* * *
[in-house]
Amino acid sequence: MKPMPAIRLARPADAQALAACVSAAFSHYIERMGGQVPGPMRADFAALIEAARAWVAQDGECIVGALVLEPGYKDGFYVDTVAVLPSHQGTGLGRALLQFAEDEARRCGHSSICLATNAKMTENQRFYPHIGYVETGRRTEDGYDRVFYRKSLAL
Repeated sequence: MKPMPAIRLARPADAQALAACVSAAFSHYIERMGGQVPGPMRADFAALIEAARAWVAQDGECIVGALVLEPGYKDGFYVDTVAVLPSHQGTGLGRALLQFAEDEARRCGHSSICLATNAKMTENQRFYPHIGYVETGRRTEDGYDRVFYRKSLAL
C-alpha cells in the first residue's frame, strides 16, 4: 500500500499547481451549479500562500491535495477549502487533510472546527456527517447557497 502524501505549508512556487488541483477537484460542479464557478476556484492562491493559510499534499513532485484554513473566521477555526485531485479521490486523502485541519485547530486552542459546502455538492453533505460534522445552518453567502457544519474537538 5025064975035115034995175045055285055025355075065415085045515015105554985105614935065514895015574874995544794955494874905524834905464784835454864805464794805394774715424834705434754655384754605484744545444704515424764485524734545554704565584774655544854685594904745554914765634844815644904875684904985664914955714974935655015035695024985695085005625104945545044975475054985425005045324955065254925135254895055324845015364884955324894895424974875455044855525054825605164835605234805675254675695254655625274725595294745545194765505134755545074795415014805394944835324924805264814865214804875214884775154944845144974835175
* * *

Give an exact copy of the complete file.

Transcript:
[in-house]
Amino acid sequence: MKPMPAIRLARPADAQALAACVSAAFSHYIERMGGQVPGPMRADFAALIEAARAWVAQDGECIVGALVLEPGYKDGFYVDTVAVLPSHQGTGLGRALLQFAEDEARRCGHSSICLATNAKMTENQRFYPHIGYVETGRRTEDGYDRVFYRKSLAL
Repeated sequence: MKPMPAIRLARPADAQALAACVSAAFSHYIERMGGQVPGPMRADFAALIEAARAWVAQDGECIVGALVLEPGYKDGFYVDTVAVLPSHQGTGLGRALLQFAEDEARRCGHSSICLATNAKMTENQRFYPHIGYVETGRRTEDGYDRVFYRKSLAL
C-alpha cells in the first residue's frame, strides 16, 4: 500500500499547481451549479500562500491535495477549502487533510472546527456527517447557497 502524501505549508512556487488541483477537484460542479464557478476556484492562491493559510499534499513532485484554513473566521477555526485531485479521490486523502485541519485547530486552542459546502455538492453533505460534522445552518453567502457544519474537538 5025064975035115034995175045055285055025355075065415085045515015105554985105614935065514895015574874995544794955494874905524834905464784835454864805464794805394774715424834705434754655384754605484744545444704515424764485524734545554704565584774655544854685594904745554914765634844815644904875684904985664914955714974935655015035695024985695085005625104945545044975475054985425005045324955065254925135254895055324845015364884955324894895424974875455044855525054825605164835605234805675254675695254655625274725595294745545194765505134755545074795415014805394944835324924805264814865214804875214884775154944845144974835175